All of this adds up to an ongoing deprofessionalization of what ESPs do, according to Laden. He doesn’t have to tell any of this to Sheila Crabbe. Along with Laden and several other likeminded candidates, she will be a new executive board member for the ESP union, and she is ready to shake things up. Crabbe recently returned to work in the district after a self imposed six week break, or “health strike,” as she calls it. (Crabbe also recently won a spot on the governing board for the statewide teachers union, Education Minnesota.)
She is a special education assistant at Minneapolis’s Jefferson Elementary School, where almost one hundred percent of the students live in poverty, according to federal standards. The school is so dusty, Crabbe says, that every time she walks through the door, often on the heels of one of the special ed students she oversees, she has an asthma attack. “I am allergic to dust,” she notes, saying her body goes into panic mode inside the school.
Her doctor agrees with her: her workplace is making her sick. But it’s not just about dust. “We don’t have enough custodians. There aren’t enough people to clean our schools; that’s why teachers and kids are coughing all the time,” Crabbe says directly.
“The ESP leadership has forgotten its power. I have only been in the district five years, and I have coworkers with twenty years in the district still working three jobs, on food stamps, in Section 8 housing. It didn’t take me long to figure out that things need to change.”
But why stick with the union? It’s a fair question in today’s world of billionaire-backed education reform, where unions are repeatedly named as part of an oppressive “status quo,” standing in the way of meaningful change.
Crabbe does talk openly about the dysfunction of the business as usual union model, with union leadership making six figure salaries while most people in her position make barely enough to survive, not to mention the lack of support she says she has felt as a young African American woman trying to find her way.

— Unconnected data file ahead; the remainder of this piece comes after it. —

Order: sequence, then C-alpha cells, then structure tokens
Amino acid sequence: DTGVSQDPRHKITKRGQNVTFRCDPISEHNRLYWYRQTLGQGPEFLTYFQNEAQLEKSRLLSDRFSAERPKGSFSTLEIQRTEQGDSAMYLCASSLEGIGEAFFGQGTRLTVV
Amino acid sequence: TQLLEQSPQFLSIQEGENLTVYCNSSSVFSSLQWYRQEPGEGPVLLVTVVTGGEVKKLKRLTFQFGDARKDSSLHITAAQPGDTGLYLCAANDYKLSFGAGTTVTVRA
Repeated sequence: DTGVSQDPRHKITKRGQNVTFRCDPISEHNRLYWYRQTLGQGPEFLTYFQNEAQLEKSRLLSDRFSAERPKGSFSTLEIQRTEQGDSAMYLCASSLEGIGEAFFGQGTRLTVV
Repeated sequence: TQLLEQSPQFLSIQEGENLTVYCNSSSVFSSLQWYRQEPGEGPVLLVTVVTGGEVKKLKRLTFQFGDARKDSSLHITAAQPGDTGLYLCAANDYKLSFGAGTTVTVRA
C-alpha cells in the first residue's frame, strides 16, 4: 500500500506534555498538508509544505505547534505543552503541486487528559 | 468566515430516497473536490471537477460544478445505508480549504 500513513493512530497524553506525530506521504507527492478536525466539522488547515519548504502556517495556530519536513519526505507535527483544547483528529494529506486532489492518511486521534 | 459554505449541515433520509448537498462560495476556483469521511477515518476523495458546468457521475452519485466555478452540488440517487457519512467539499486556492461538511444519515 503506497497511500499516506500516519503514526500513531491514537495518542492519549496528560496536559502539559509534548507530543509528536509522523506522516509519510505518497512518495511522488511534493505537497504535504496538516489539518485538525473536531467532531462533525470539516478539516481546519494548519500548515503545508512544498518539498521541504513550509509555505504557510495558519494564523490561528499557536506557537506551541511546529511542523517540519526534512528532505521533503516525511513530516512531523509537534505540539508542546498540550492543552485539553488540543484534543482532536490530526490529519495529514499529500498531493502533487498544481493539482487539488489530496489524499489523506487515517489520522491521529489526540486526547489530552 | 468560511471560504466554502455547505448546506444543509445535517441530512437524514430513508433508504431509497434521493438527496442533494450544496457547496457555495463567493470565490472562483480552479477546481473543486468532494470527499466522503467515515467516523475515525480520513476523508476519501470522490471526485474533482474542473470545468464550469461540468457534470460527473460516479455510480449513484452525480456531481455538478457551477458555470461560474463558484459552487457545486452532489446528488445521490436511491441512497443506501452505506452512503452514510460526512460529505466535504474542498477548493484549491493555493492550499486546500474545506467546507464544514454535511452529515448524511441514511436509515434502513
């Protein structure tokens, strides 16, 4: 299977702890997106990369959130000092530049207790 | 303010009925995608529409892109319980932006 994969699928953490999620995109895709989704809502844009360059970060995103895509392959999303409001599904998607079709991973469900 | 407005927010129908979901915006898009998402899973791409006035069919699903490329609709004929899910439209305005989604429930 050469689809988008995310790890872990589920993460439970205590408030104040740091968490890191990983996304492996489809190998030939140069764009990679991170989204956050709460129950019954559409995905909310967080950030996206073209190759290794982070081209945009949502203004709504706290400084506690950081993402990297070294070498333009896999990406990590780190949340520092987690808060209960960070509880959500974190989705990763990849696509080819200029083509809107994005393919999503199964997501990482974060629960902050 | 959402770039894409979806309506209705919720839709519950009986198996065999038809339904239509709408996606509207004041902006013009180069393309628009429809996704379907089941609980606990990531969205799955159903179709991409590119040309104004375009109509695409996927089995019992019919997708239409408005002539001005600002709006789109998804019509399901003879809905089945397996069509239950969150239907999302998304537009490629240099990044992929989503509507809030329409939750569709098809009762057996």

Still, she believes that unions are the “foundation of the middle class.” Crabbe uses a sense of history to reclaim what she sees as the potential and promise of unions: “We deserve to have breaks. We deserve to see our families. We need to be respected more.” And, she won’t be fooled by anti-union arguments:
“I am protecting my rights, because as soon as I become an at will employee, it’s a laugh, and we ain’t going. Wisconsin has been bullied. We aren’t going to become that.”
“They are coming for the educators’ unions,” Crabbe insists. “If we don’t stand up now, it will fall apart. The middle class will fall apart, we might as well be pushed to the lower classes.”
It is too soon to tell where the new candidates will take Minneapolis’s ESP union, but Laden says his first priority, beyond helping members realize that they have a real stake in what their union does, is to join the Fight for $15 efforts going on in the Twin Cities. “This impacts our workers,” Laden declared, “and it is a way for us to support the students and families we serve.
Living wage jobs are very important for our families.” Laden clearly knows what he is up to:
“This is social justice, 21st century unionism. We are moving beyond a traditional contract campaign model and joining other unions, for the broader benefit this will bring.”
Sarah Lahm is a Minneapolis-based writer and former English instructor. She blogs about education at brightlightsmallcity.com.